The Best Global Brands in this sector each run a diverse set of businesses, but their common denominator is the drive and commitment to reinvest in them.
Rapid cultural evolution
While efficiency and structure are vital in order for diversified companies to deliver sustained growth, people don’t react the same way as businesses. People’s behaviors follow different rules, especially as society and culture shifts rapidly. And because people drive growth, businesses have to learn to play by their rules and focus on their internal cultures.
That’s why diversified companies like 3M and GE are approaching their investments in people—both current and future—in an a real-life, responsive manner.
In 2016, 3M made the World’s Best Multinational Workplaces list, an accolade well earned, with employee ratings consistently far above 80%, reflecting the company’s commitment to making significant, relevant changes for its people. Programs like the 3M Women’s Leadership Forum, its FlexAbility program for flexible working arrangements, and its 15% culture, which fosters individual creativity, continue to foster a positive, people-focused, and rewarding culture that fuels growth for the company.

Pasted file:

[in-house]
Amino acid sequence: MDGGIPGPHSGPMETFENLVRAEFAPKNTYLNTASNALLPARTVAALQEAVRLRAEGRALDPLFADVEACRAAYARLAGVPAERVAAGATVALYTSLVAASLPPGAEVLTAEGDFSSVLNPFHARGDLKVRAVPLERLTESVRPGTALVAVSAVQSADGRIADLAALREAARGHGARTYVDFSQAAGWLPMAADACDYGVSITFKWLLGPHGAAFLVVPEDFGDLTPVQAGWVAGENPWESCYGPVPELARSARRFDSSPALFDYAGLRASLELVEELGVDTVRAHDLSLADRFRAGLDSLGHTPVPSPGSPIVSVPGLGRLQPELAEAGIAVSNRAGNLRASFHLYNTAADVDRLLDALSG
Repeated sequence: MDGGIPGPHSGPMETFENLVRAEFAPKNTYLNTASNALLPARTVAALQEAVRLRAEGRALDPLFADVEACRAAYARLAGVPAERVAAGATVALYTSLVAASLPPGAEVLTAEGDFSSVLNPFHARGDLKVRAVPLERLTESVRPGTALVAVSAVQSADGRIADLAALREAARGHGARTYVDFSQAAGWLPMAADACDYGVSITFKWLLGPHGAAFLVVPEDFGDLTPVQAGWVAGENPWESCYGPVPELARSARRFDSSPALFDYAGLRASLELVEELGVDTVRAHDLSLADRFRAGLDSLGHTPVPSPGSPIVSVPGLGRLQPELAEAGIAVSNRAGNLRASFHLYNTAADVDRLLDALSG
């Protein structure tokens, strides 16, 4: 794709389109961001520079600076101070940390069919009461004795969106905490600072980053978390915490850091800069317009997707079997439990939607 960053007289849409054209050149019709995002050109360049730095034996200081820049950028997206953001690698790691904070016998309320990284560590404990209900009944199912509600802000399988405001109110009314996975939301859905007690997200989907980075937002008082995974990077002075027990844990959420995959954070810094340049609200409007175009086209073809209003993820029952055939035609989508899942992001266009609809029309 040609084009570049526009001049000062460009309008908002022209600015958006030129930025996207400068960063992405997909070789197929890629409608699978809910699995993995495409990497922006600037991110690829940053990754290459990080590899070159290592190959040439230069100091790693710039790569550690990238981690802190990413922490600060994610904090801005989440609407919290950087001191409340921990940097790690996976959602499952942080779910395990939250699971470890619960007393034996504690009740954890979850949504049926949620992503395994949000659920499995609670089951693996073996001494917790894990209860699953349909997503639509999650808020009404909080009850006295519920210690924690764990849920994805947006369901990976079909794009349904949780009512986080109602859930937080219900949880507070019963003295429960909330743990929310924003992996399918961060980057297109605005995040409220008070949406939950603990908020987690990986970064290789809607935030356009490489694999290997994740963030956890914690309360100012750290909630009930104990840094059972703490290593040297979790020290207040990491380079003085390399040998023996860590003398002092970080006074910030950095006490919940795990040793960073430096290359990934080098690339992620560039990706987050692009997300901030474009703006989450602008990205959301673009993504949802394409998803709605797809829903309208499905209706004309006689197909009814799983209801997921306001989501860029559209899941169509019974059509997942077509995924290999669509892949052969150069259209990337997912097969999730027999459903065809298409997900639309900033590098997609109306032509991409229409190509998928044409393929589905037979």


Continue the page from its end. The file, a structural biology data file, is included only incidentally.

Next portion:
GE likewise made bold moves this year to connect people’s growth to business growth. Recognizing that employees need to be encouraged to take their own risks in order to create sustainable growth opportunities, GE revamped its performance review system—a disruption that’s unleashed significant new thinking and has positioned the company for consistent innovation. Traditional methods for evaluating employee performance—a process that could take up to five months—are being replaced with a more nimble process that helps employees correct course as they progress. The new methods, integrated through mobile technology, are teaching GE employees to become accustomed to the trial, error, and experimentation that the company needs to keep growing.